Announcement

Collapse
No announcement yet.

Shop Made Tools

Collapse
X
 
  • Filter
  • Time
  • Show
Clear All
new posts

  • I don't think I've posted this here. Modified an ancient Kennedy rollaway cabinet to make a cart for my JDSquare Model 32 bender, which rotates on the vertical column, which mounts to a heavy duty welded base on wheels and casters. The electro/hydraulic power pack mounts in the bottom of the cabinet, which has a cutout for motor cooling. A power cord is mounted with a power on/off switch. Also the pushbutton switch for controlling the hydraulic cylinder in/out. Dies are stored in a built-in rack in the bottom of the cabinet, to keep the CG low. Smaller accessories and related tools are stored in drawers. Hydraulic reservoir is easily accessible for service.

    I have bent up to 1.5" (1.9" OD) 316 stainless schedule 40 pipe with it. Great machine.





    12" x 35" Logan 2557V lathe
    Index "Super 55" mill
    18" Vectrax vertical bandsaw
    7" x 10" Vectrax mitering bandsaw
    24" State disc sander

    Comment


    • ezduzit, that's ingenious! 👍
      Location: Saskatoon, Saskatchewan, Canada

      Comment


      • Originally posted by ezduzit;n1907896
        [url=https://postimg.cc/VS68ZngB
        [/url]
        Very nice. All it's missing is a wood table top
        Helder Ferreira
        Setubal, Portugal

        Comment


        • Thanks fellas. The top will be covered with a fitted rubber pad. Here are a couple projects I built on it that have proven its design approach. Have to say I really wouldn't change anything, though I will be adding more dies as I go. Because of the rotating feature, it stores in a very small footprint.



          12" x 35" Logan 2557V lathe
          Index "Super 55" mill
          18" Vectrax vertical bandsaw
          7" x 10" Vectrax mitering bandsaw
          24" State disc sander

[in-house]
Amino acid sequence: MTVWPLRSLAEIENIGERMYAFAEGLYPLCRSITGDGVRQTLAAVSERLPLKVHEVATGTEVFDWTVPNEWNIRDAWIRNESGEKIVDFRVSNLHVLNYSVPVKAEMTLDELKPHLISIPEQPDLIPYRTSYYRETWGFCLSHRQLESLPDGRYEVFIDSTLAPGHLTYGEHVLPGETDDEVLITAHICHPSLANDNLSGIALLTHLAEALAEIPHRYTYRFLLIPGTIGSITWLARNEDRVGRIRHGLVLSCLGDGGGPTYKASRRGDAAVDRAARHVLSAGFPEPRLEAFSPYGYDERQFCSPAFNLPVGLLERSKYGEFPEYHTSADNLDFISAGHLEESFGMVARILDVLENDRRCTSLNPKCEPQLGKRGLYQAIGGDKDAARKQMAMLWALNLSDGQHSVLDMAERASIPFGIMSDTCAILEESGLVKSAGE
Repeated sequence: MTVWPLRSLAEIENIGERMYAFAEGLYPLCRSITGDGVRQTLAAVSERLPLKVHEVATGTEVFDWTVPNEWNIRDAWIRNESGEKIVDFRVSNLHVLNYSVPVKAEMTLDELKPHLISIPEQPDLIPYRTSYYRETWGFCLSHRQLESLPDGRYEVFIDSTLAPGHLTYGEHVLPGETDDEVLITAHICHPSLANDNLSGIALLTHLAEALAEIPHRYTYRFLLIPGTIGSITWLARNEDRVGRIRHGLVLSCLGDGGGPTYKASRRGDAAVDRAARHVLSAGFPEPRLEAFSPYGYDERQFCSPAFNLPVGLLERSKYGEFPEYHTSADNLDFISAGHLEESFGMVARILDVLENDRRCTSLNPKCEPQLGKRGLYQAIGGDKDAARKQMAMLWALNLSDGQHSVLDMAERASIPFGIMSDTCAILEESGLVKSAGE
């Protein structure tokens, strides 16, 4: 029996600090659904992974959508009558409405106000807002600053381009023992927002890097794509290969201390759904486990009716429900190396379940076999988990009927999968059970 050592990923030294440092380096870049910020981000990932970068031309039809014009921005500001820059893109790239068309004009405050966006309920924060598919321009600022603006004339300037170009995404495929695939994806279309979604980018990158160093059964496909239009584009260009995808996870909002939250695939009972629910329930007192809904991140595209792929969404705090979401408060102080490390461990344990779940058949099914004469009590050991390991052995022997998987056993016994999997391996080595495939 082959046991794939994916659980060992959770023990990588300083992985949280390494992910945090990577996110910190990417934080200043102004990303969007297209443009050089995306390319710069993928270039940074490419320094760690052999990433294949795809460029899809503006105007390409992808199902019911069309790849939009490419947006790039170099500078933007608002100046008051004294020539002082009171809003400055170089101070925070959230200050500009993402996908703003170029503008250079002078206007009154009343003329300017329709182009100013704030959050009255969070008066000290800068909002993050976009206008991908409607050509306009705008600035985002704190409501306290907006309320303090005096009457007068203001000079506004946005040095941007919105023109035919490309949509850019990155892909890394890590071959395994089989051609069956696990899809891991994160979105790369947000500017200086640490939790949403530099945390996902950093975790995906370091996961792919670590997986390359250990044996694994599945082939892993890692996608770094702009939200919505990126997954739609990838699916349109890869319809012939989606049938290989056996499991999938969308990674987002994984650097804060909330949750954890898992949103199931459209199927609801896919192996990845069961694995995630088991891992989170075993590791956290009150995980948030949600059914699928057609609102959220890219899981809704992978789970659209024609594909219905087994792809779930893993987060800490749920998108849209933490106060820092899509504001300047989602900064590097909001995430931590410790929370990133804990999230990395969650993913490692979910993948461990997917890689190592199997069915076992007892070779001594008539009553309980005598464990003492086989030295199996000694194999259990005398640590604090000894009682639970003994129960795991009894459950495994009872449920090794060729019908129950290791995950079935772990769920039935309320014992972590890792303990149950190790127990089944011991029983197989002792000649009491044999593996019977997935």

Comment


          • Today I finished with the rotating vice.
            A zero level plate was made and adjusted. The degrees were attached.
            Click image for larger version

Name:	DSCN2582.JPG
Views:	982
Size:	784.3 KB
ID:	1908334
            Click image for larger version

Name:	DSCN2584.JPG
Views:	961
Size:	872.8 KB
ID:	1908335
            Click image for larger version

Name:	DSCN2586.JPG
Views:	958
Size:	886.9 KB
ID:	1908336
            Click image for larger version

Name:	DSCN2585.JPG
Views:	960
Size:	936.7 KB
ID:	1908337
            Many greetings from the southwest of Germany.
            Bruno
            http://www.mueller-bruno.de

            Comment


            • BM--nice job on the vise.
              12" x 35" Logan 2557V lathe
              Index "Super 55" mill
              18" Vectrax vertical bandsaw
              7" x 10" Vectrax mitering bandsaw
              24" State disc sander

              Comment


              • Thank you!
                The production of the ring groove gave me some headaches.
                A small note on the production of the T-slot.
                Surely you can work it out with a hook chisel. I went a different way. I first cut the groove on the lathe from the top side. Then I drilled a 19mm clearance hole from the bottom side to the groove.
                Now I was able to mill the groove with a Woodruff milling cutter that had approximately the same dimensions as the later groove.
                I clamped the cutter with its 6mm shank from below through the 19mm clearance hole and the groove into a collet chuck.
                With moderate speed and a lot of air cooling I could make the groove. But it did not fit in its height. The milling cutter only made a slot of 2,5mm and the width is not adjustable.
                From China I ordered carbide T-slot cutters with the corresponding dimensions 1/2" x 1/4" x 5mm ; 6mm shank. When these were delivered, I re-milled the slot in the same way and brought it to a height of 5.5mm. The clamping bolts later have a height of 5mm and fit perfectly. These carbide cutters are actually intended for woodworking, but they also work in grey cast iron, but the speed and feed rate has to be adjusted.

                The link shows these cutters.
                https://www.ebay.de/itm/1-4-Schaft-6...oAAOSwcFhfYYXH
                Many greetings from the southwest of Germany.
                Bruno